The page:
While XBMC does offer an almost unlimited supply of internet content the integration sucks.  It is so bad as to be almost unusable.  Using the plugins that allow streaming off of sites like NBC and CBS completely destroys the continuity of the the eye candy.  Its like losing yourself in the beauty of Avatar and having jack Black wonder onscreen to tell a fart joke.  The rest of the experience more than makes up for this lacking so I’ll overlook it for now.  But at some point I may have to switch to another product just so that I don’t ever have to experience XBMC’s implementation of internet TV.

So that’s it – all of that work just to figure out that I need a Tivo and an HTPC running XBMC.    If you have noted that I haven’t gotten to gigantic challenge number 3 – making it all work together – you can tell that this is going to be a huge pain in the ass.

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Wednesday, January 20, 2010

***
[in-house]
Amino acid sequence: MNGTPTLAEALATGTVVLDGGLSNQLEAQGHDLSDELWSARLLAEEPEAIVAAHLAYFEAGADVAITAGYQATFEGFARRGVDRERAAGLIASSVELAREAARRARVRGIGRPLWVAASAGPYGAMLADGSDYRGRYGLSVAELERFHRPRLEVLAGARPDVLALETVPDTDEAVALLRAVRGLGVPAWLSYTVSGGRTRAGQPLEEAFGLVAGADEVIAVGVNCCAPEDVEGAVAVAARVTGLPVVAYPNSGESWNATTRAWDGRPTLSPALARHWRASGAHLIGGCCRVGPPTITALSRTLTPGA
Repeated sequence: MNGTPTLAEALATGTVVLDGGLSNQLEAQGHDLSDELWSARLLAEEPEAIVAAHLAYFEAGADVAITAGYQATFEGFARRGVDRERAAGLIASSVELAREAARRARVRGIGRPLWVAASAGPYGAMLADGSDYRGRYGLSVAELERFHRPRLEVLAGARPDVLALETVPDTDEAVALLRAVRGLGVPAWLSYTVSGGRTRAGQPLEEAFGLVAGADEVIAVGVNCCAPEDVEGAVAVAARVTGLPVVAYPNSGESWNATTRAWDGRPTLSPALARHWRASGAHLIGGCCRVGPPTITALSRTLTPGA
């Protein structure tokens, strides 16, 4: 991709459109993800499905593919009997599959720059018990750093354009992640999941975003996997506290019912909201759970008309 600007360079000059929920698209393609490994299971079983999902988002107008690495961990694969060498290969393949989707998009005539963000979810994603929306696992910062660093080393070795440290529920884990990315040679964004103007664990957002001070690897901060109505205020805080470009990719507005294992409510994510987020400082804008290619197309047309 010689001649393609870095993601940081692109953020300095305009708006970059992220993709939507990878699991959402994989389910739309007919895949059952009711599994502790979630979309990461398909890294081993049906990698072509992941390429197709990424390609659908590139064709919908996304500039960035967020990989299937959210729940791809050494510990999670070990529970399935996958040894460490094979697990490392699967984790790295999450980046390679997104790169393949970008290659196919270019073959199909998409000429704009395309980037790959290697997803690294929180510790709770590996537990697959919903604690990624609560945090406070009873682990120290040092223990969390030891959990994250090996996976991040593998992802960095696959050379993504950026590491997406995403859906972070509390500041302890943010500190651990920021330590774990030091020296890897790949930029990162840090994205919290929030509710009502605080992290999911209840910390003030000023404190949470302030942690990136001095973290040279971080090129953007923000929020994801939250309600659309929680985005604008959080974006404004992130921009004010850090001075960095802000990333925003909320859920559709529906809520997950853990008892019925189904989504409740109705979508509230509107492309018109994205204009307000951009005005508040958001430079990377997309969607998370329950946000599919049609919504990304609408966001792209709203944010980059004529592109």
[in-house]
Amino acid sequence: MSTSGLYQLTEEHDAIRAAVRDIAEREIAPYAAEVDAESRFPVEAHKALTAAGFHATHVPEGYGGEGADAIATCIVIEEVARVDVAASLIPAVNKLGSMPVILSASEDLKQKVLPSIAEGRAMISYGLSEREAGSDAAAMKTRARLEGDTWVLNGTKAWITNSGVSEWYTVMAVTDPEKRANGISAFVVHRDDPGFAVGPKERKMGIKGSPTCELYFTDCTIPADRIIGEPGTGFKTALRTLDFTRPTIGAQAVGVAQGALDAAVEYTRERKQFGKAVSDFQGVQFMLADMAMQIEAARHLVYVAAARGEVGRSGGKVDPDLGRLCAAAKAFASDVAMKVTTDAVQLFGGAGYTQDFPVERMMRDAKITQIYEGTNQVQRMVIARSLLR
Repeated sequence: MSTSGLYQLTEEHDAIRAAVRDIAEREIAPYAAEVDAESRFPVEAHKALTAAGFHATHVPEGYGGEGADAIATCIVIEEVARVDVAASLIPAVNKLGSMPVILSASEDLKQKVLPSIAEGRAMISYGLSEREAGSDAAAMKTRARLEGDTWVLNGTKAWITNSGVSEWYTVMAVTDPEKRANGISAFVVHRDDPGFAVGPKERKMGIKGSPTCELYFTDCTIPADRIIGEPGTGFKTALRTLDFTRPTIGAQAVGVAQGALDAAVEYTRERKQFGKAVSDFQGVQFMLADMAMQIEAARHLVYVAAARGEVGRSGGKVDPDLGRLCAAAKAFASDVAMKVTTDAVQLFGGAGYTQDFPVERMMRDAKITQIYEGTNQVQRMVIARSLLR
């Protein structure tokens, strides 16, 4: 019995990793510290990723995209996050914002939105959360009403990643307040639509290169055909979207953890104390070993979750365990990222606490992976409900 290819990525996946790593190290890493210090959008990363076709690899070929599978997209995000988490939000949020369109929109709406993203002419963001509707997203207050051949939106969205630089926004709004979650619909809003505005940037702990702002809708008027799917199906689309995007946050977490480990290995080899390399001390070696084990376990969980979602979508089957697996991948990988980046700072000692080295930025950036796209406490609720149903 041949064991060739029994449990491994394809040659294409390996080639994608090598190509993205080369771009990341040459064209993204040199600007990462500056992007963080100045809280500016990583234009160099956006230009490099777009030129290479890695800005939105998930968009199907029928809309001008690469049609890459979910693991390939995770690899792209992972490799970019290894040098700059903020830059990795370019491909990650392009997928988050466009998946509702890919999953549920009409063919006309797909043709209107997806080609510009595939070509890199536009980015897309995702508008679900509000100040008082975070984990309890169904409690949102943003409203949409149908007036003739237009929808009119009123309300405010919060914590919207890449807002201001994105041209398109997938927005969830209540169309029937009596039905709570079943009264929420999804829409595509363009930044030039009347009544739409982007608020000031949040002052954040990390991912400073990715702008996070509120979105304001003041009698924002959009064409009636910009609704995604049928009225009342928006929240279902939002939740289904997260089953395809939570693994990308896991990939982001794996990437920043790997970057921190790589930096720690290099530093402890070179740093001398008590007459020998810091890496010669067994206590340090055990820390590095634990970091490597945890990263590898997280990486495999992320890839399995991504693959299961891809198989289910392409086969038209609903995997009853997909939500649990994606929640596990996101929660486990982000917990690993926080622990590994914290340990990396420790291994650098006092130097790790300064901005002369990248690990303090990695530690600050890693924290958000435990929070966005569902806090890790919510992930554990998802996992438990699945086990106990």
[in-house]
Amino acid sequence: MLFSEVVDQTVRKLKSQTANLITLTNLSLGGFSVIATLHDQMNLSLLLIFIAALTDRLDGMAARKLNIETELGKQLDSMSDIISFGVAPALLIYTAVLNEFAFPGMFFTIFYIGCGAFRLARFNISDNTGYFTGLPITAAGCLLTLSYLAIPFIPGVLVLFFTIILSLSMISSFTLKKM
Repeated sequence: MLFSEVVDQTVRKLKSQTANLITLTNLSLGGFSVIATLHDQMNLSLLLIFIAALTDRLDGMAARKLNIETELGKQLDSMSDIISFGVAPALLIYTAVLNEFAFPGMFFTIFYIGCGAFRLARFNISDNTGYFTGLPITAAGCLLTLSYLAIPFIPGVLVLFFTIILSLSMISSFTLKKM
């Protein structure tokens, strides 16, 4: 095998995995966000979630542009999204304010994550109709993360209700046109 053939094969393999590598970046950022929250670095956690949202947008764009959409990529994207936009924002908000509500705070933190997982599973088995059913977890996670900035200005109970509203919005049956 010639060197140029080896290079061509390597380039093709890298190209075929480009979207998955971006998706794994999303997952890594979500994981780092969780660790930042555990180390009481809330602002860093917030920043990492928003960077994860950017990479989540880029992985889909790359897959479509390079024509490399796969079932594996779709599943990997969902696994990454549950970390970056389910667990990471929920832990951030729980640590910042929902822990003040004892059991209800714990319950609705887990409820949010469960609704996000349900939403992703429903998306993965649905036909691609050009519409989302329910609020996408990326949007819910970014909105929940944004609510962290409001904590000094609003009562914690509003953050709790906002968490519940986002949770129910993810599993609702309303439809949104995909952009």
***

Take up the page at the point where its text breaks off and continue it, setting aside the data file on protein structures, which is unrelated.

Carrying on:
My Digital Life

I’ve been predicting for almost three years that the age of media (DVD, CD, etc) is coming to an end.  Digital is the way to go – and not just for music.

Streaming video content is becoming more than adequate for most users and fairly mainstream.  Unfortunately, nothing really works together the way that it should.  In my perfect world my home would have one device that serves all of my content to any device.

This isn’t really possible today – certainly not easily – but its getting close.  This post is going to serve as an anchor for a series of posts on how I make it all work together.

Here is the scope of what I am trying to do:

Everything digital – no media and make all of the video, documents, music and pictures available from:

  • All four laptops (his, hers and 2 kids)
  • All digital music players
  • TVs
  • Speakers (inside & outside)
  • Social networks